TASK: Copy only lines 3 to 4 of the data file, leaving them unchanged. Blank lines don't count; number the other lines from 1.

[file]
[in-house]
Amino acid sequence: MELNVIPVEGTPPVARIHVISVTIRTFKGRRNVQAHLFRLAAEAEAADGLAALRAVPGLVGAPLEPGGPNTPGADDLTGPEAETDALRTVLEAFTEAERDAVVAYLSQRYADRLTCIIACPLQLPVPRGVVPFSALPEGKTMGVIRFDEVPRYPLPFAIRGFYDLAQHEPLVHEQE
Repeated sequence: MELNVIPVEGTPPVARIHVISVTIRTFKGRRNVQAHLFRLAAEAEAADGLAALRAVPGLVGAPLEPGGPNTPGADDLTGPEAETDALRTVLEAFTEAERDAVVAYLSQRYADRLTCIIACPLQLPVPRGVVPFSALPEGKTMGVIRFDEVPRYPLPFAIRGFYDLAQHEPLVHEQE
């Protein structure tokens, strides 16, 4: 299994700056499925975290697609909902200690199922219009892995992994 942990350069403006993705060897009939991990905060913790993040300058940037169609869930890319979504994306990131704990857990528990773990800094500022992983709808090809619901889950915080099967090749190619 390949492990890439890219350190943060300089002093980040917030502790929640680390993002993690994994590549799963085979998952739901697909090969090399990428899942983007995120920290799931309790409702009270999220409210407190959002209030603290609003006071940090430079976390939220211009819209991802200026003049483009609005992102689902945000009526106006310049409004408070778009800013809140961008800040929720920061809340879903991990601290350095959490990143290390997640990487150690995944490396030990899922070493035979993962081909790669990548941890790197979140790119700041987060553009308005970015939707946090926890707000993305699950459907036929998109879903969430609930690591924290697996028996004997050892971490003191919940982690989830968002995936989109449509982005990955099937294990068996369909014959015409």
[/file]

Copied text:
Repeated sequence: MELNVIPVEGTPPVARIHVISVTIRTFKGRRNVQAHLFRLAAEAEAADGLAALRAVPGLVGAPLEPGGPNTPGADDLTGPEAETDALRTVLEAFTEAERDAVVAYLSQRYADRLTCIIACPLQLPVPRGVVPFSALPEGKTMGVIRFDEVPRYPLPFAIRGFYDLAQHEPLVHEQE
């Protein structure tokens, strides 16, 4: 299994700056499925975290697609909902200690199922219009892995992994 942990350069403006993705060897009939991990905060913790993040300058940037169609869930890319979504994306990131704990857990528990773990800094500022992983709808090809619901889950915080099967090749190619 390949492990890439890219350190943060300089002093980040917030502790929640680390993002993690994994590549799963085979998952739901697909090969090399990428899942983007995120920290799931309790409702009270999220409210407190959002209030603290609003006071940090430079976390939220211009819209991802200026003049483009609005992102689902945000009526106006310049409004408070778009800013809140961008800040929720920061809340879903991990601290350095959490990143290390997640990487150690995944490396030990899922070493035979993962081909790669990548941890790197979140790119700041987060553009308005970015939707946090926890707000993305699950459907036929998109879903969430609930690591924290697996028996004997050892971490003191919940982690989830968002995936989109449509982005990955099937294990068996369909014959015409």